Working from home – it’s the ultimate dream, the ideal goal, the plan of blissful paradise for someday. I know that’s what it was for me.
As I trudged daily into job after job that I would eventually grow to hate, I told myself that someday, I was going to be freelance writing from home full-time, and then everything would be better. It had to be better…someday.
I watched my glorious days of working from home play out in my head – I would wake up in the morning to start my day with an energizing workout, or maybe I’d go for an early morning walk as the sun was rising and the dew sparkled on the grass. I’d enjoy a cup of coffee or two at my leisure, followed by a full healthy breakfast.
Then I’d get to work in my designated home office space, where I would churn out piece after piece that someone, somewhere was paying me handsomely for. I’d take a long break for lunch, maybe another quick stroll outside to stretch my legs. Eventually, I’d find my way back to my desk overlooking a window to finish up some work, and move on to my own creative writing projects. It was beautiful, and I longed for those days to arrive.
Since I recently jumped into freelance writing full-time, and started to work on building my own business, I’ve discovered that the reality of working from home isn’t quite like that.
For one thing – I’m probably the epitome of “not a morning person.” If I grunt at my husband when he kisses me good-bye as he leaves in the morning, he considers it a good start for me. There’s no way I’d be up walking while the sun is rising. My designated “home office” also serves as our storage room/spare bedroom/library/extra closet, and I desperately need to clean and re-organize it, but instead I just avoid it, and when it gets to be too much I take my laptop downstairs to work at the kitchen table. I haven’t worked out in months, and I haven’t had the time to really focus on my own creative writing for a long time.
Not to say that I don’t love working from home, and feel absolutely blessed to have the opportunity to do so, but it isn’t quite like I imagined it. It’s a lot harder.
When you don’t work from home, but want to (and who doesn’t?), you hear all the stories about how challenging it actually is; how it’s difficult to stay on task, and how much you miss the daily social interactions that come with a typical 9-5 office job.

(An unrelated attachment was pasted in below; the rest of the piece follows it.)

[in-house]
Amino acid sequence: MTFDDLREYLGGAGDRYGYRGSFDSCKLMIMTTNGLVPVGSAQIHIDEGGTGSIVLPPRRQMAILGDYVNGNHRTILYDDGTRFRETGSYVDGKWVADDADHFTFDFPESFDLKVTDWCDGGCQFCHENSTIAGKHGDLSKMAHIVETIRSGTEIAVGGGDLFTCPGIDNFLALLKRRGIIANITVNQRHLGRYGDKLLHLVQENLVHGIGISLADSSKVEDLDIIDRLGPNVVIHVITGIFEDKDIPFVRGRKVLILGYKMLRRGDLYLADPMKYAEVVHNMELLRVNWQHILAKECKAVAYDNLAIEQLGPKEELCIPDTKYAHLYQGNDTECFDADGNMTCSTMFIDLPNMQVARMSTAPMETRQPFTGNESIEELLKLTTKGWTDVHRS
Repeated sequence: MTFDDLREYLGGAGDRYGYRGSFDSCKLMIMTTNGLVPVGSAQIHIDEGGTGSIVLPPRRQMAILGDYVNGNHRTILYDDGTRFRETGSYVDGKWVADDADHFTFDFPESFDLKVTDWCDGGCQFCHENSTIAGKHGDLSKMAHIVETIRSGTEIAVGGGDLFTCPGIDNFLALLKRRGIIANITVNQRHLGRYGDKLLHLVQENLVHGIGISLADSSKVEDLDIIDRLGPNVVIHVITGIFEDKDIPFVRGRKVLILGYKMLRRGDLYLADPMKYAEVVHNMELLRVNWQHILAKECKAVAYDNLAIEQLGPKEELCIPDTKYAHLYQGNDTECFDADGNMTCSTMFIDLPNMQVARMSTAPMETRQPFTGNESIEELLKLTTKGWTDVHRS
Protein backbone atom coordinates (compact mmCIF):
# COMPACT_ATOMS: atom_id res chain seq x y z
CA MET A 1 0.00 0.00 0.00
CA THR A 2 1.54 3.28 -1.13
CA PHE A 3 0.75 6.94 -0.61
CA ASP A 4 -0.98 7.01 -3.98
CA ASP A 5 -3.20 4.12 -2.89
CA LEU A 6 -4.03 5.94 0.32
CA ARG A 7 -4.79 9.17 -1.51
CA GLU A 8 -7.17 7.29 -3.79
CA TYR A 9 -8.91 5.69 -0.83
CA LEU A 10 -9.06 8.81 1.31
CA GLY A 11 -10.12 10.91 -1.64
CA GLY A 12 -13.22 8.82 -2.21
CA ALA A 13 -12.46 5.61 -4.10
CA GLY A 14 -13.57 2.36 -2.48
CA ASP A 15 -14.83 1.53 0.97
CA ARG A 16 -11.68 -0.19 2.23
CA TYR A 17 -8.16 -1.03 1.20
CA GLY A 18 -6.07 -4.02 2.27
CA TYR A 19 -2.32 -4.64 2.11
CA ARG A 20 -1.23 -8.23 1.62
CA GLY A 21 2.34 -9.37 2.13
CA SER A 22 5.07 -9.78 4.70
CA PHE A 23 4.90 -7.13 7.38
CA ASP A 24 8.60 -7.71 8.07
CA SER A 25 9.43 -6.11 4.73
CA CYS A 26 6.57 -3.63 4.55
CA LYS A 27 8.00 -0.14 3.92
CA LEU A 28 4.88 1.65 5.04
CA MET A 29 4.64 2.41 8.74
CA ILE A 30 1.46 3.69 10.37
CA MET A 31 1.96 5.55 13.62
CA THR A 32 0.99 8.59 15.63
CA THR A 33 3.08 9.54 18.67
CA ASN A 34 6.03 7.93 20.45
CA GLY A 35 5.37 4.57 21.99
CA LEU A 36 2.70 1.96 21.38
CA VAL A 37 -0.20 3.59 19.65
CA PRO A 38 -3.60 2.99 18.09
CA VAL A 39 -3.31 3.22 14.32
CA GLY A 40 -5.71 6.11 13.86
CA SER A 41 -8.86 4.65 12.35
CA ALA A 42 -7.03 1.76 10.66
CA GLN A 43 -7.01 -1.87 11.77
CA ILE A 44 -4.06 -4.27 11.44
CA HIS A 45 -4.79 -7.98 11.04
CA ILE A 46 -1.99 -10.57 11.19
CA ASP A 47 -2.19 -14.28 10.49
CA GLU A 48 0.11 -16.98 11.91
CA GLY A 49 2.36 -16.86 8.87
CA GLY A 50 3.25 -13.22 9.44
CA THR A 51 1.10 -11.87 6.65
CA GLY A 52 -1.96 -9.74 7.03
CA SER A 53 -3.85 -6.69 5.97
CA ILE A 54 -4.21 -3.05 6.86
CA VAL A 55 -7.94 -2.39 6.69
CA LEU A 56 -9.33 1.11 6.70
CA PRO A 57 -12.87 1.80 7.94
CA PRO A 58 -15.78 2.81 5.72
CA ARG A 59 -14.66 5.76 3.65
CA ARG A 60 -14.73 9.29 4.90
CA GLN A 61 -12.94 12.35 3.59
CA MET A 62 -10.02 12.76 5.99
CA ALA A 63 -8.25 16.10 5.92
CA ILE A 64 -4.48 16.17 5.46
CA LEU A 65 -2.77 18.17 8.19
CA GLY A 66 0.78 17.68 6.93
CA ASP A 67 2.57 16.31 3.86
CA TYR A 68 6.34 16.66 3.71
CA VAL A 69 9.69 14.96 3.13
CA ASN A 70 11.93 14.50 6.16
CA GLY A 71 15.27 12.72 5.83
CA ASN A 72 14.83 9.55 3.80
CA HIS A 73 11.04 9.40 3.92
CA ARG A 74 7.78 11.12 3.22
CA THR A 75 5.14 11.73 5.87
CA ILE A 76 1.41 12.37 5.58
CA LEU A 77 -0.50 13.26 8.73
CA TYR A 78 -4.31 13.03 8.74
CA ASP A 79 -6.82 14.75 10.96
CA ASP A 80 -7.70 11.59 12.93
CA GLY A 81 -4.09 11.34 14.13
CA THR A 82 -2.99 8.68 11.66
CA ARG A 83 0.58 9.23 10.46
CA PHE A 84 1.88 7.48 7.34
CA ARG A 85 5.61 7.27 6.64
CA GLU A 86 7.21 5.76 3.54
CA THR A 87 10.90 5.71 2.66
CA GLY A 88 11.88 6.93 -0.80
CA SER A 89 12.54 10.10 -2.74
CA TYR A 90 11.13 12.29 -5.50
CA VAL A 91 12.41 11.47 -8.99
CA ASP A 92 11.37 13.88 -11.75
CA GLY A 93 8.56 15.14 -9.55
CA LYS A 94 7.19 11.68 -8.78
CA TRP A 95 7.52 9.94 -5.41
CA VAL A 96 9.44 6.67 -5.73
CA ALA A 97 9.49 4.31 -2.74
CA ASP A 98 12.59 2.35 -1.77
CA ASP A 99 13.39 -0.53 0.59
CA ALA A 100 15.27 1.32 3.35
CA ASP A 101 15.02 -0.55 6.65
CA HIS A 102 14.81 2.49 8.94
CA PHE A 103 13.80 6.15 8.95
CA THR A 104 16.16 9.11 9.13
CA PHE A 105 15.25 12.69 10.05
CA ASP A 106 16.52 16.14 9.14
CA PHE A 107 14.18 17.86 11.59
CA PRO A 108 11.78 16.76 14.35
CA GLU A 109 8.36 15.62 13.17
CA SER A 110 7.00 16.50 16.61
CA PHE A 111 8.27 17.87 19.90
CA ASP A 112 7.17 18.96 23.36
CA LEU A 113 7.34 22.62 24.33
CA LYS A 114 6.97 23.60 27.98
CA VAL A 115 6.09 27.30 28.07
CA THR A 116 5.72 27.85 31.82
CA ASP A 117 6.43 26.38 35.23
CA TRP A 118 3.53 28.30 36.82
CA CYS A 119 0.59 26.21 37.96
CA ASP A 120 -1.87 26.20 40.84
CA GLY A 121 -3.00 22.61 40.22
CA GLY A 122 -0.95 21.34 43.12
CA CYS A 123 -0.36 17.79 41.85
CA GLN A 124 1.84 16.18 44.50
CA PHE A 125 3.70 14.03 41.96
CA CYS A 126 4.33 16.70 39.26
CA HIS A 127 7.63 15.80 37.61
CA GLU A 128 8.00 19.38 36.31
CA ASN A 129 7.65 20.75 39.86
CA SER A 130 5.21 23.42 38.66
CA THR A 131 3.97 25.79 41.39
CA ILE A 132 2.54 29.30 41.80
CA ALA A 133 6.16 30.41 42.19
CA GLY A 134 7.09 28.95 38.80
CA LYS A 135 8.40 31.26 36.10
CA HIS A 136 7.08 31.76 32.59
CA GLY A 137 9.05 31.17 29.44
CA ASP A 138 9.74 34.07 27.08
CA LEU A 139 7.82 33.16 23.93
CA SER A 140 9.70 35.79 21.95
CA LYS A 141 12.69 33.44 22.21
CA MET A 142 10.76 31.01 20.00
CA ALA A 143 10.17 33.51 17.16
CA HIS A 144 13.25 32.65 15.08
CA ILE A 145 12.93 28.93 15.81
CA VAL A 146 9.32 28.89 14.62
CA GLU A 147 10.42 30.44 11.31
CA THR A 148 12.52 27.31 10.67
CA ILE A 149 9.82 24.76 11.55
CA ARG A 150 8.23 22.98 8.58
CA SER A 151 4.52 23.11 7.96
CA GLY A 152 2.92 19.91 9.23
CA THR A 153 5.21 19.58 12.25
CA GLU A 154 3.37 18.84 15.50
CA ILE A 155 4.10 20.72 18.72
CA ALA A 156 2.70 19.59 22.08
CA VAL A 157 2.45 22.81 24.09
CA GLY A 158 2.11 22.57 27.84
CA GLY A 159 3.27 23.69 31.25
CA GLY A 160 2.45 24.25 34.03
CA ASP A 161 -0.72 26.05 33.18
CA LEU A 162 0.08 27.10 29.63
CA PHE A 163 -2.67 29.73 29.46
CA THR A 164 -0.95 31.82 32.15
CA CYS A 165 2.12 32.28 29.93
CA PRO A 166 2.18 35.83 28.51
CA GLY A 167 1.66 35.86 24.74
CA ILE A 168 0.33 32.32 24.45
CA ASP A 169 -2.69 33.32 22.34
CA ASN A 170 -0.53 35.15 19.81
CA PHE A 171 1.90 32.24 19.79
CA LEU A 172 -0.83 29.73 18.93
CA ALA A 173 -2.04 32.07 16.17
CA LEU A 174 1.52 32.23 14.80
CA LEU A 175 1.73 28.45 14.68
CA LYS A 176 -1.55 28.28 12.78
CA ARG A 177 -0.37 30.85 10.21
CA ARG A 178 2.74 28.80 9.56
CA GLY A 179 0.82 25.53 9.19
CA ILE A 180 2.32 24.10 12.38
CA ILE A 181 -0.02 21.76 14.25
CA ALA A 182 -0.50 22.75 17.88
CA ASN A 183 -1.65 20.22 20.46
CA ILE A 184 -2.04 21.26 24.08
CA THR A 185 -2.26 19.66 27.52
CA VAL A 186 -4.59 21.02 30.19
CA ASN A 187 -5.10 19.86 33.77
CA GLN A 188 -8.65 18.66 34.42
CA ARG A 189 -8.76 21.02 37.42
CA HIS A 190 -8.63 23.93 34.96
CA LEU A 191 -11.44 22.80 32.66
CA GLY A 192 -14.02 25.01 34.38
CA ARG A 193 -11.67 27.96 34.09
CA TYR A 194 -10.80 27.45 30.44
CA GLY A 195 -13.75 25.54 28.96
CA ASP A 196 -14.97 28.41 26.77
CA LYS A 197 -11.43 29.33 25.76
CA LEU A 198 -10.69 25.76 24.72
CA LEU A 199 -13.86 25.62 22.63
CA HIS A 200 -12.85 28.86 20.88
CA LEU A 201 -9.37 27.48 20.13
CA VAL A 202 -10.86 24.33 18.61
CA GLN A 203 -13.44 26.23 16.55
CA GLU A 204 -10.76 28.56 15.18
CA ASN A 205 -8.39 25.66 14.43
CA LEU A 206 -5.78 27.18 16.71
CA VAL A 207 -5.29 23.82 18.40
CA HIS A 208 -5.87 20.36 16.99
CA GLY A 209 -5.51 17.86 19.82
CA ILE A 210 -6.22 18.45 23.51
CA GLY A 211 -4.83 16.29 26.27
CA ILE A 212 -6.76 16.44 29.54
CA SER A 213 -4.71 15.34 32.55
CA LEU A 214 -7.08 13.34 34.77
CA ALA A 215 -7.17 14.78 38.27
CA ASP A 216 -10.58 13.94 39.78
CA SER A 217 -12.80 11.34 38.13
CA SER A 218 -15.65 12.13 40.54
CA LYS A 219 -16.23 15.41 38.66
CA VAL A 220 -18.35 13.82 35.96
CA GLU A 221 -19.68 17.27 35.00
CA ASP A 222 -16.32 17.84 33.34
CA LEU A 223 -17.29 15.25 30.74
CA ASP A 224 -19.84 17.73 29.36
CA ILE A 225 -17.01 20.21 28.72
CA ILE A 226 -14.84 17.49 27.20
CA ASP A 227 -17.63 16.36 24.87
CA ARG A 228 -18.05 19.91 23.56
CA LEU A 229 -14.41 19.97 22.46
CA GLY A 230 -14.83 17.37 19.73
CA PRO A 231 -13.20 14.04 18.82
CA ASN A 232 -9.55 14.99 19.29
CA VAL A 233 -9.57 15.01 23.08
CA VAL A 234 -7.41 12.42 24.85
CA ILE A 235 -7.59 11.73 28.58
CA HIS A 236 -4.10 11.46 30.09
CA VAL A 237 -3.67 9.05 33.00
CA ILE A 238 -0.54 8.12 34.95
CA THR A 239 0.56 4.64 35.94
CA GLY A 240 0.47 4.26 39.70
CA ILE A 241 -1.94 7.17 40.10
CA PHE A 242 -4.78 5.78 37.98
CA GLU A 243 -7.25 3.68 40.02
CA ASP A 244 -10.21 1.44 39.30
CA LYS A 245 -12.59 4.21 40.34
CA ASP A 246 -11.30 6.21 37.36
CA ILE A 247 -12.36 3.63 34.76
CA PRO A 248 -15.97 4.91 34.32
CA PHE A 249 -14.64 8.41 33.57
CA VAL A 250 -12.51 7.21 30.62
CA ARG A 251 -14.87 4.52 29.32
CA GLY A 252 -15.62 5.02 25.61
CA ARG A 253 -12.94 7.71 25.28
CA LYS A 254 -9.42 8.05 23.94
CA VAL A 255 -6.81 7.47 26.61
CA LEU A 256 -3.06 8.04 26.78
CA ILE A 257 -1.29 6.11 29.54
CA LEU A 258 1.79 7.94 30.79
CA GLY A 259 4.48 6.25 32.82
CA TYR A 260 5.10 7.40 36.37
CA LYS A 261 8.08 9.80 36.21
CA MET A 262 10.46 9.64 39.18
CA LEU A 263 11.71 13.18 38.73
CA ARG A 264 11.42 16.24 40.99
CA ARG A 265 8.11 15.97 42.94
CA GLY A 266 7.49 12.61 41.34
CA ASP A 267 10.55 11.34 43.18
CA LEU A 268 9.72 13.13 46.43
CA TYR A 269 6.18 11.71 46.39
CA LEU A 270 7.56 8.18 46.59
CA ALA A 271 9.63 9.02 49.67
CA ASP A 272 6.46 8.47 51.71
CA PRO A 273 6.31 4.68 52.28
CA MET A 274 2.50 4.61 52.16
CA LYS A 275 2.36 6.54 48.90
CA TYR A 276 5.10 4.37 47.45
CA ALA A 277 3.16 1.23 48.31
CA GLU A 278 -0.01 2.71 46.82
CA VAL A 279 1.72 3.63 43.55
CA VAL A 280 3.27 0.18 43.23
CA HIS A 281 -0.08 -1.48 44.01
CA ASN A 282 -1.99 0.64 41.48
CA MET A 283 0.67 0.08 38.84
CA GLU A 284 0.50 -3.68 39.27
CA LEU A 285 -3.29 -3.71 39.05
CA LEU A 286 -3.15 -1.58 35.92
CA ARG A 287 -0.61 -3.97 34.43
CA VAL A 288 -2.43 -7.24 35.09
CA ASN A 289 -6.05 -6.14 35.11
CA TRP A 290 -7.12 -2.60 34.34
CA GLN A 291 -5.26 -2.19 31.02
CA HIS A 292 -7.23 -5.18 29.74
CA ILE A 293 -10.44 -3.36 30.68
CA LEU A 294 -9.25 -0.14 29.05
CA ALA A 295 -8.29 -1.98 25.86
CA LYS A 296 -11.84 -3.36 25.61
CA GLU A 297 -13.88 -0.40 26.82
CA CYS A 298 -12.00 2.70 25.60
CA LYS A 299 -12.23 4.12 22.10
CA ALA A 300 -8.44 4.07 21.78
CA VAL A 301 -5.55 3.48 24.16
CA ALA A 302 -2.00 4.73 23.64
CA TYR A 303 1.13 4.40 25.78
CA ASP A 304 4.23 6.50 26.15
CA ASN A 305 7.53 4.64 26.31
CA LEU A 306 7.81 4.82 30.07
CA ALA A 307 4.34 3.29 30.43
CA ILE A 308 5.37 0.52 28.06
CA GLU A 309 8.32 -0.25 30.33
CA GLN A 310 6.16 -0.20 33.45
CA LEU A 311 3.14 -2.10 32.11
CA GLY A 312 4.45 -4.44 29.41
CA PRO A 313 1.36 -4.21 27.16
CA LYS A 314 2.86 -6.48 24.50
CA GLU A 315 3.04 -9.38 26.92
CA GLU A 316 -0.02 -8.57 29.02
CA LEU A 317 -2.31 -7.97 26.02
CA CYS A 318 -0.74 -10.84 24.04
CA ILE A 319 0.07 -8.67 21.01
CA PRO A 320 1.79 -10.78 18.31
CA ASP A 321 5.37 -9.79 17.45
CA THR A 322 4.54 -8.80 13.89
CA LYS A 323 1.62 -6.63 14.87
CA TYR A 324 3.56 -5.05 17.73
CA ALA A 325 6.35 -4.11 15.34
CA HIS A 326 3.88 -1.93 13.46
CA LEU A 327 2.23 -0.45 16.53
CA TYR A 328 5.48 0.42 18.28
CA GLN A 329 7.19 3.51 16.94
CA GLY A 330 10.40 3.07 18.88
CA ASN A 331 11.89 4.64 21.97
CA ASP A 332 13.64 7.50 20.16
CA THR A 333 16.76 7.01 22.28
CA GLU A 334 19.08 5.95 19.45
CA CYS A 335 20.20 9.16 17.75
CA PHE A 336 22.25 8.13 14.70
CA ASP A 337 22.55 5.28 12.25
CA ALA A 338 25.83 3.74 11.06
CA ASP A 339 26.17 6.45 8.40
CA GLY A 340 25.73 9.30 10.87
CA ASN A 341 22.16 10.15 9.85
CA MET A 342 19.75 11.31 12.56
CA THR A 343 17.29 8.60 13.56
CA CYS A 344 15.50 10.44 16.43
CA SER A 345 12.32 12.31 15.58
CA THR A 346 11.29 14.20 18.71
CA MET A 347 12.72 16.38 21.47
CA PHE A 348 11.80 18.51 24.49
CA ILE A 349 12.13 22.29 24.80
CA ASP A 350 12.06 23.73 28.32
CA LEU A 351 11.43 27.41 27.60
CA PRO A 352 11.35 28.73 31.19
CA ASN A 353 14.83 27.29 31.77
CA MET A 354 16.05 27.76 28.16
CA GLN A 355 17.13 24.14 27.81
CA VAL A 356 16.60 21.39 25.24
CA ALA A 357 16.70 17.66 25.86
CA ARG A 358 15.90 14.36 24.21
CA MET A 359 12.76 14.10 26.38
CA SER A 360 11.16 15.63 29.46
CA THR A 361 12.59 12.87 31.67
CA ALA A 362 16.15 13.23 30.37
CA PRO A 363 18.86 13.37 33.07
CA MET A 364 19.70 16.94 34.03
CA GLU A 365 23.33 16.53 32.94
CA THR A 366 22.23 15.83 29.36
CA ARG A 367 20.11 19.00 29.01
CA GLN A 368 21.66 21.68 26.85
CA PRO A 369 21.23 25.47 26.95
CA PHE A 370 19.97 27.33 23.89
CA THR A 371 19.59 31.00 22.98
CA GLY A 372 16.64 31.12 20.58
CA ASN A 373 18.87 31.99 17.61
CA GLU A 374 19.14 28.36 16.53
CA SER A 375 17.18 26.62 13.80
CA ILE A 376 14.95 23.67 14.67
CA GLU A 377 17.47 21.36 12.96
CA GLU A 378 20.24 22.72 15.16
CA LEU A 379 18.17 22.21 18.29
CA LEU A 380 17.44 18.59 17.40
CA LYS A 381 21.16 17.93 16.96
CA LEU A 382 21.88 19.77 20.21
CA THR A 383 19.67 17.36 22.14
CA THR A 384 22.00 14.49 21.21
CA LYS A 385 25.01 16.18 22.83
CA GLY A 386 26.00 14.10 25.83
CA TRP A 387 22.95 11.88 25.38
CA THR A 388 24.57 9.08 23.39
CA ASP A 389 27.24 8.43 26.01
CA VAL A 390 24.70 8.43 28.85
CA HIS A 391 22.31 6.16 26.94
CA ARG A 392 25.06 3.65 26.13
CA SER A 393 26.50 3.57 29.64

I remember hearing those stories, and thinking, right. How difficult it must be. I’ve had to work in hectic, crazy busy environments before – I’m a master at time management. And missing social interaction? Ha. I’m an introvert, so sign me up!
But it really is challenging. I’ve always prided myself on meeting deadlines. In college, I always procrastinated and stayed up all night right before the due date, but I got my papers written. When I worked as an editor, the paper had to be done every week by the end of the day Tuesday. I didn’t go home until it was complete, and after a while I started turning in my portion of the paper early.
But those were all deadlines enforced by someone, or something else. Some external power that was more important than me, and could affect my job and paycheck. Sometimes deadlines set by someone else are a little easier to abide by.
The perks of working from home are undeniably great. I get to choose when I work, but I also have to live with the consequences if I don’t make myself do what needs to be done. Depending on the situation, those consequences could be losing a potential client, or not getting paid, which are scary when you’ve quit a job that provides a steady bi-weekly paycheck, even if you did slack off a bit on Friday afternoon at the office.
You can’t really leave work at work when you work from home either. Because of that, it can be hard to draw boundaries sometimes. Of course, with any job you’ll have days or nights where you need to pull some extra work to get ahead, but when your office is largely operated out of your personal cell phone and laptop, you really cannot escape those pings that signal an incoming email or text from a client.
There are days where I’ll work long past the typical 5 pm “closing time” or be answering work related emails on my phone while I’m on vacation or at a weekend BBQ. Just because I may be wearing PJ pants or I might not be sitting in a corporate office while I do those things, doesn’t make the work/life balance any easier.
Having said all of that – working from home is amazing. I’m much happier now, being able to write and work on projects that I choose, than I ever was sitting in an office all day, following directions from someone else. I get to make the decisions, which is both a good, and a scary thing, if I’m being perfectly honest. But I’ve learned that even though working from home is a dream come true, it’s not quite as easy or effortless as I once envisioned.
Tallitha Reese is a professional writer and content manager based in Wisconsin. She savors rural, small town life, although she enjoys the offers of the big city as well - particularly theatre, dancing, coffee houses and bookstores. She is married, and has two extremely entitled cats.
Tallitha has a professional background in journalism and communication, having worked in newspaper, corporate communications and marketing in the past. She studied English, Journalism and History, and holds a BA in Literature With a Writing Emphasis.